Camille Paglia’s Defense of Jordan Peterson, Excerpted from a Longer Statement Sent in Response to Queries from a Brazilian JournalistPosted: March 29, 2018
From Camille Paglia: excerpted from a longer statement sent in response to queries from a Brazilian journalist writing a profile of me for a major Brazilian magazine, Epoca.
Writing computer programs could become as easy as searching the Internet. A Rice University-led team of software experts has launched an $11 million effort to create a sophisticated tool called PLINY that will both “autocomplete” and “autocorrect” code for programmers, much like the software to complete search queries and correct spelling on today’s Web browsers and smartphones.
“The engine will formulate answers using Bayesian statistics. Much like today’s spell-correction algorithms, it will deliver the most probable solution first, but programmers will be able to cycle through possible solutions if the first answer is incorrect.”
— Chris Jermaine, associate professor of computer science at Rice
“Imagine the power of having all the code that has ever been written in the past available to programmers at their fingertips as they write new code or fix old code,” said Vivek Sarkar, Rice’s E.D. Butcher Chair in Engineering, chair of the Department of Computer Science and the principal investigator (PI) on the PLINY project. “You can think of this as autocomplete for code, but in a far more sophisticated way.”
Sarkar said the four-year effort is funded by the Defense Advanced Research Projects Agency (DARPA). PLINY, which draws its name from the Roman naturalist who authored the first encyclopedia, will involve more than two dozen computer scientists from Rice, the University of Texas-Austin, the University of Wisconsin-Madison and the company GrammaTech.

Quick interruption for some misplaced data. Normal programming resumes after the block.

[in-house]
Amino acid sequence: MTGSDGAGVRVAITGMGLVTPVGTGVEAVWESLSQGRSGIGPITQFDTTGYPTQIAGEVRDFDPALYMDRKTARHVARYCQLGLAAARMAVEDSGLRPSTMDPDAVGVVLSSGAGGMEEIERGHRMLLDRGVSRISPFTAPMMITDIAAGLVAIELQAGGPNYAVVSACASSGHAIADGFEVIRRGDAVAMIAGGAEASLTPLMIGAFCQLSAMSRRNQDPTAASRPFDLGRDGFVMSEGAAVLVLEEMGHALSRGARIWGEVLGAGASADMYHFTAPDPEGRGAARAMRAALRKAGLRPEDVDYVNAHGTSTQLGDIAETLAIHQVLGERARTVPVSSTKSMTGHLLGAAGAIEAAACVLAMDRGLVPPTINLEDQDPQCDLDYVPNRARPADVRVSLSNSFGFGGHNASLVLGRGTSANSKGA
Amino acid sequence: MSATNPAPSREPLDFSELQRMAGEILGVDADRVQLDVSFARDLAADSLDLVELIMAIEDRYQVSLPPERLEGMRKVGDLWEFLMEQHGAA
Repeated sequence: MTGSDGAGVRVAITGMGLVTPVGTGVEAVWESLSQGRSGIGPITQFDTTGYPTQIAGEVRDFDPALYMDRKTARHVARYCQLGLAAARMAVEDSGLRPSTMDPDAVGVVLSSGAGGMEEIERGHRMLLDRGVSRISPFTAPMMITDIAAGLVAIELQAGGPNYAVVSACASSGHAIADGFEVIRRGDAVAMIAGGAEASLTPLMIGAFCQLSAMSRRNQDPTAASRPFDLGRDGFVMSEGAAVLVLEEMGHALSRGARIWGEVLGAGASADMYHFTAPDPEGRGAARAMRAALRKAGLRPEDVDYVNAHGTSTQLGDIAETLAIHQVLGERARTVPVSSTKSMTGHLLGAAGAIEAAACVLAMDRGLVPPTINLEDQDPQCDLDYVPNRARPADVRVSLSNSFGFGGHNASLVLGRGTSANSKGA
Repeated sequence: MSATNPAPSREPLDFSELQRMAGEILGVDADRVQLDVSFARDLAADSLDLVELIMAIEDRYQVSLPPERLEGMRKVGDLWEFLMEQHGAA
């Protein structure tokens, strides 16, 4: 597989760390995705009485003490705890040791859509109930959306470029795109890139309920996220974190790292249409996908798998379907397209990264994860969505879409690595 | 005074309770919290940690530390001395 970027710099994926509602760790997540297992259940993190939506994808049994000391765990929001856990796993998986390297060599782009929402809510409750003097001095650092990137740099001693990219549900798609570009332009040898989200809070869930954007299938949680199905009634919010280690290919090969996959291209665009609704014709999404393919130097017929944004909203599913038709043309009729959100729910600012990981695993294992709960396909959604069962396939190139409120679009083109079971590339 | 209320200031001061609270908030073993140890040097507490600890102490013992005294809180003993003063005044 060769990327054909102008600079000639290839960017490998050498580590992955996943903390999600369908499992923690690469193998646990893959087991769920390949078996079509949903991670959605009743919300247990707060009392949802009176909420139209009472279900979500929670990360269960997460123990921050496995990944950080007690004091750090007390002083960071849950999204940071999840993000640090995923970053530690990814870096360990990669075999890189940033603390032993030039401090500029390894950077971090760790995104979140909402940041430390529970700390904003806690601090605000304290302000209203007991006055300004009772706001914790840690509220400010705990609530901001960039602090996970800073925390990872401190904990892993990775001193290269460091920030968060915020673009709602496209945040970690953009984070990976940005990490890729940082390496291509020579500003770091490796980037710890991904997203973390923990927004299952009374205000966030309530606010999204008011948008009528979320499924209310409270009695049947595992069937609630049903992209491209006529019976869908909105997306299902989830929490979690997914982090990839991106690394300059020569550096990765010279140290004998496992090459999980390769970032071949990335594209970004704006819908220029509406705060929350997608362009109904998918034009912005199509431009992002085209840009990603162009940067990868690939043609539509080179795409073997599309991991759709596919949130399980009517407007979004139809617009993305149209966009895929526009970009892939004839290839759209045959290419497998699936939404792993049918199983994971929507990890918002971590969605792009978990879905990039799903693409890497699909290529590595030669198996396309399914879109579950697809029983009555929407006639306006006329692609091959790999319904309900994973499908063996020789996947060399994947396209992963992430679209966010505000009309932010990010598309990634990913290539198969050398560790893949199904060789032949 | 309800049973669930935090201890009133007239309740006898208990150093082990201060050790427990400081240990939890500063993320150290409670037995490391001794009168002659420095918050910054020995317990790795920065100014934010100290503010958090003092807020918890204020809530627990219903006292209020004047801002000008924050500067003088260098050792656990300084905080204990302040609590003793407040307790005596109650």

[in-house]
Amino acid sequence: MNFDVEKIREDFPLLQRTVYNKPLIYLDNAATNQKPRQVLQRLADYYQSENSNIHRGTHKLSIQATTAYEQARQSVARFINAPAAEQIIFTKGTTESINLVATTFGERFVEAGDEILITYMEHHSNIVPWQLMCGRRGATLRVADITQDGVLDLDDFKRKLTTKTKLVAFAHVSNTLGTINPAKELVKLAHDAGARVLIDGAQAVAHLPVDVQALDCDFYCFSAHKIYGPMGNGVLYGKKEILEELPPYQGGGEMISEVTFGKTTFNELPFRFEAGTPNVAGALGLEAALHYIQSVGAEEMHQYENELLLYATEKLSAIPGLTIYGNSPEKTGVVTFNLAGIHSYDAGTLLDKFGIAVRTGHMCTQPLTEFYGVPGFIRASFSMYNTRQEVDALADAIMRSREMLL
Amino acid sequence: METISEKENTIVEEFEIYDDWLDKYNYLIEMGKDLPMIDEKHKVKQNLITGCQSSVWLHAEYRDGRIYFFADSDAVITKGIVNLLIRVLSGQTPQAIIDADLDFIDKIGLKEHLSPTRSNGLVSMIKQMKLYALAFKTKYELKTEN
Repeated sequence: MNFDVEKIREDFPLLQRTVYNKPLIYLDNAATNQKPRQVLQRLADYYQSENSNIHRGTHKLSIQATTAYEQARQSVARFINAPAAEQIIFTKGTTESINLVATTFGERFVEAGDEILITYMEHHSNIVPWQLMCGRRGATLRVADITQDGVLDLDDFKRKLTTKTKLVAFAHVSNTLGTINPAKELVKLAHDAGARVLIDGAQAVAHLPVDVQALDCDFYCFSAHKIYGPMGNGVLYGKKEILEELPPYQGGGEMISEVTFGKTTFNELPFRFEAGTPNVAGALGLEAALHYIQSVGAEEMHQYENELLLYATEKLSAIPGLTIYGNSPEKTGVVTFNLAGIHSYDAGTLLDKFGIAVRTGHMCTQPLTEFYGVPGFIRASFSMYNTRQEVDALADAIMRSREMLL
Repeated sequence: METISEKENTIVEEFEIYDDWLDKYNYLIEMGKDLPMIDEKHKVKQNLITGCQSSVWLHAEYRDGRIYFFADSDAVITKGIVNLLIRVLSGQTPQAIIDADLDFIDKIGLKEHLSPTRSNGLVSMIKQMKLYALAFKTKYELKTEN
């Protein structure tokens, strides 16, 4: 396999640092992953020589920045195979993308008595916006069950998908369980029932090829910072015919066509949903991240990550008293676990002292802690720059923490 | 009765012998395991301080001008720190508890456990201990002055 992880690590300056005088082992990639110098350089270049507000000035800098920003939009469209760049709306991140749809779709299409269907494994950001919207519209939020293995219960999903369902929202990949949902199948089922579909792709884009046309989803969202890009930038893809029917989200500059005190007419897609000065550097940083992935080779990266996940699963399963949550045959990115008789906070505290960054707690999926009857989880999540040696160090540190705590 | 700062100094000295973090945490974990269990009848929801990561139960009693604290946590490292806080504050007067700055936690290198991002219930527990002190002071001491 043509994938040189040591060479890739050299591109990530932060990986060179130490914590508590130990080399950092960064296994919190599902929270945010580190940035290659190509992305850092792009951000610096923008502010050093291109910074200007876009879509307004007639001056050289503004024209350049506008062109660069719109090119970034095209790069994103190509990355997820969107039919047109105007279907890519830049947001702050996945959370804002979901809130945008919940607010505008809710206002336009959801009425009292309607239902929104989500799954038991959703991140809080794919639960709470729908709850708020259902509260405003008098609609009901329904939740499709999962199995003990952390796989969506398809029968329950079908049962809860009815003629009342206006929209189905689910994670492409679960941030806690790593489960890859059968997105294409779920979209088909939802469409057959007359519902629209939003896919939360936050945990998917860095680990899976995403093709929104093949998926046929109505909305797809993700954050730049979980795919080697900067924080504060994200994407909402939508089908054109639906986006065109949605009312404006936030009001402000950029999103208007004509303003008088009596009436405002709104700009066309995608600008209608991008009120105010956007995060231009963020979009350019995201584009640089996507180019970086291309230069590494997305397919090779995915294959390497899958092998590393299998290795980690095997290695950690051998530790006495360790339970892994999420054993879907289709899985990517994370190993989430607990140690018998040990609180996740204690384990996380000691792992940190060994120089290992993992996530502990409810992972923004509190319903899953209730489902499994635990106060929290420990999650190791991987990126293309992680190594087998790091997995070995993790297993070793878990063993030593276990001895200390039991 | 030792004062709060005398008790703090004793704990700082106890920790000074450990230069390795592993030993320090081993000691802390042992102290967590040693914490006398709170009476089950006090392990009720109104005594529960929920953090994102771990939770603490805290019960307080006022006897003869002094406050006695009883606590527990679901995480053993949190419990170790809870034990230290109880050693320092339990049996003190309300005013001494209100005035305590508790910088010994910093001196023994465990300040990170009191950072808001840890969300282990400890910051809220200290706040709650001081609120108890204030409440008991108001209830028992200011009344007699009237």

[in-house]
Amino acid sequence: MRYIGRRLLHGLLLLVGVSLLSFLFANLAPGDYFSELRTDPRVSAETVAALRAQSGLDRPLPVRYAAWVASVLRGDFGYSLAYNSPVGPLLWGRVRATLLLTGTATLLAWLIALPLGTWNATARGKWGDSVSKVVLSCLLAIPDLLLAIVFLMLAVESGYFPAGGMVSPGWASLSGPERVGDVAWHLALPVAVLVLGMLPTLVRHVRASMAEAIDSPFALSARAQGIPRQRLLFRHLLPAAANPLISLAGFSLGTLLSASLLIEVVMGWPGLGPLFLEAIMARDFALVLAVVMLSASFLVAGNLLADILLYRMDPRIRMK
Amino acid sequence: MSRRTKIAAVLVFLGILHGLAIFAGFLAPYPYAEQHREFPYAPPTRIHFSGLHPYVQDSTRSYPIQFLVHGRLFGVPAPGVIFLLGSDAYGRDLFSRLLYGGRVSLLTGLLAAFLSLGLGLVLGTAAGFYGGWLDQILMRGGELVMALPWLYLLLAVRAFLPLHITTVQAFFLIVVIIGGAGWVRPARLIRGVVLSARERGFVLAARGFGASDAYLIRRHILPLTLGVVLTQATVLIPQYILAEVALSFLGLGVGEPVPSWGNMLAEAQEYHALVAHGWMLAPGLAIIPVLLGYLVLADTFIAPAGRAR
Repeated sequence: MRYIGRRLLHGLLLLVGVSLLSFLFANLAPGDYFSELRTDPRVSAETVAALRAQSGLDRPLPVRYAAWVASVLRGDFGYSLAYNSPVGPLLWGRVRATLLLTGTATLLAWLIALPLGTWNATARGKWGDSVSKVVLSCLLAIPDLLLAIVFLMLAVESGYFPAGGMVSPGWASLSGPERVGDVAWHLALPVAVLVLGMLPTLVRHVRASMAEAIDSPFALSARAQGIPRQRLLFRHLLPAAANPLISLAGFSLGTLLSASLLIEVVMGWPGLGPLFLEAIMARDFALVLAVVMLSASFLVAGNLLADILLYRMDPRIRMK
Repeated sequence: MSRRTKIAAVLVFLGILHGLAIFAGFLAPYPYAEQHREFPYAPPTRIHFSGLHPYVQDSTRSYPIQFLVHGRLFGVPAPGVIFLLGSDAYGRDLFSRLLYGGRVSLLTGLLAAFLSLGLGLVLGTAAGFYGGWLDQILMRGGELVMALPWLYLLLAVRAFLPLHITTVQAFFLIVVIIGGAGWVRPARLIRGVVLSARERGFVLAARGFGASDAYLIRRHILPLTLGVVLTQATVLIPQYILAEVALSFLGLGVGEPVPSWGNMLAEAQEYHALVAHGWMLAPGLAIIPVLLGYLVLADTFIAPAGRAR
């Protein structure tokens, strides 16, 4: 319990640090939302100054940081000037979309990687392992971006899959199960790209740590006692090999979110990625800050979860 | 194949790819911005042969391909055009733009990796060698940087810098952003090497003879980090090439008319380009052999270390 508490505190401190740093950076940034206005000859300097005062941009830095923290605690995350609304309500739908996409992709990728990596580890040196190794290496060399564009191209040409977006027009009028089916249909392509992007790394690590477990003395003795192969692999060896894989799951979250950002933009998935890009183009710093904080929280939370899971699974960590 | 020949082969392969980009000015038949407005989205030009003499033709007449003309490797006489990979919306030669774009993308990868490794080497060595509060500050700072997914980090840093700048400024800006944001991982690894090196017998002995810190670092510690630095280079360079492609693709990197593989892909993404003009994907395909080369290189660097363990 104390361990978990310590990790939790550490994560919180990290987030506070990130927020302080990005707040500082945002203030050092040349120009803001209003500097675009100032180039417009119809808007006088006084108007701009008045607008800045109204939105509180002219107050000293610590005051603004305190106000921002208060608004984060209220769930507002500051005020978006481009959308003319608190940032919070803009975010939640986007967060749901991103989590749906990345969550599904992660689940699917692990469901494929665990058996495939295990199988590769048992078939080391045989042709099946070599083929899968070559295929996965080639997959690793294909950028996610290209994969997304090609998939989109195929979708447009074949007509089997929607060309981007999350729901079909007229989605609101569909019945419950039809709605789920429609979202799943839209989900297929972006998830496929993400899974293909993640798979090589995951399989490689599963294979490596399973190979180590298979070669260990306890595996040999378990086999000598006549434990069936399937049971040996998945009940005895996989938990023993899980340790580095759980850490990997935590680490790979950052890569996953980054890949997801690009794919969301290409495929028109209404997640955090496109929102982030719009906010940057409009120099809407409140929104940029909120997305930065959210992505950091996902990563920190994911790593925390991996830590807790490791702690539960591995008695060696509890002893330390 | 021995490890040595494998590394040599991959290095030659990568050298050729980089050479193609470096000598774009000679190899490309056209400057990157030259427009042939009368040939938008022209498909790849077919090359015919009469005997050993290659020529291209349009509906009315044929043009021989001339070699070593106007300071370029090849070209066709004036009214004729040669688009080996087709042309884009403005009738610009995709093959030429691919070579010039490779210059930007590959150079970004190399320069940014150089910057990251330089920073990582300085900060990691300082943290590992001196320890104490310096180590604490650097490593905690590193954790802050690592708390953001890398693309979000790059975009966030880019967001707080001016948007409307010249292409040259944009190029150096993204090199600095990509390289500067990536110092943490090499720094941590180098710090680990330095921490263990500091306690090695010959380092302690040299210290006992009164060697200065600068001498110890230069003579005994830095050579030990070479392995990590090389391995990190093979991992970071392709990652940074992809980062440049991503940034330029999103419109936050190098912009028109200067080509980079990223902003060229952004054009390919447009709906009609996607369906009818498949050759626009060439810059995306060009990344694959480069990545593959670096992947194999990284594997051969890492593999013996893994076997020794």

“Imagine the power of having all the code that has ever been written in the past available to programmers at their fingertips as they write new code or fix old code. You can think of this as autocomplete for code, but in a far more sophisticated way.”
— Vivek Sarkar, Rice’s E.D. Butcher Chair in Engineering
PLINY is part of DARPA’s Mining and Understanding Software Enclaves (MUSE) program, an initiative that seeks to gather hundreds of billions of lines of publicly available open-source computer code and to mine that code to create a searchable database of properties, behaviors and vulnerabilities.
Rice team members say the effort will represent a significant advance in the way software is created, verified and debugged.
“Software today is far more complex than it was 20 years ago, yet it is still largely created by hand, one line of code at a time. We envision a system where the programmer writes a few of lines of code, hits a button and the rest of the code appears. And not only that, the rest of the code should work seamlessly with the code that’s already been written.”
— Swarat Chaudhuri, assistant professor of computer science at Rice
He said PLINY will need to be sophisticated enough to recognize and match similar patterns regardless of differences in programming languages and code specifications. Read the rest of this entry »